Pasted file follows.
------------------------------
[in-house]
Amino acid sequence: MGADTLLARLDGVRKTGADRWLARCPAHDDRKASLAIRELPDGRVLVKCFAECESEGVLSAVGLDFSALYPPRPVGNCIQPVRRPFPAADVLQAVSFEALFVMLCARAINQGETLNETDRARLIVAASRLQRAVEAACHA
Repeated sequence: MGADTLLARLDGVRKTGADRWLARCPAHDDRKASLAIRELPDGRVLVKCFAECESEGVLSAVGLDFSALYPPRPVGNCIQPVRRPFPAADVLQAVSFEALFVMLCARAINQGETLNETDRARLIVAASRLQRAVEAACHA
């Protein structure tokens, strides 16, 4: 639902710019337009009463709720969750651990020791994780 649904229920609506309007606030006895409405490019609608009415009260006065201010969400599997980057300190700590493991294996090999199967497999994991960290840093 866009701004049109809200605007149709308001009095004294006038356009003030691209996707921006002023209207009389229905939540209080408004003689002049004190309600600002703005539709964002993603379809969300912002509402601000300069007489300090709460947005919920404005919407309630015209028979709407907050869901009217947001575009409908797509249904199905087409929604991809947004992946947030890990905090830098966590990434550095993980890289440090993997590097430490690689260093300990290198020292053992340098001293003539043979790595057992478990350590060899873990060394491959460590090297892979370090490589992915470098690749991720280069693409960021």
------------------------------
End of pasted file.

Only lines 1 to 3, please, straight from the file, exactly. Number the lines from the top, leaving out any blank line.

[in-house]
Amino acid sequence: MGADTLLARLDGVRKTGADRWLARCPAHDDRKASLAIRELPDGRVLVKCFAECESEGVLSAVGLDFSALYPPRPVGNCIQPVRRPFPAADVLQAVSFEALFVMLCARAINQGETLNETDRARLIVAASRLQRAVEAACHA
Repeated sequence: MGADTLLARLDGVRKTGADRWLARCPAHDDRKASLAIRELPDGRVLVKCFAECESEGVLSAVGLDFSALYPPRPVGNCIQPVRRPFPAADVLQAVSFEALFVMLCARAINQGETLNETDRARLIVAASRLQRAVEAACHA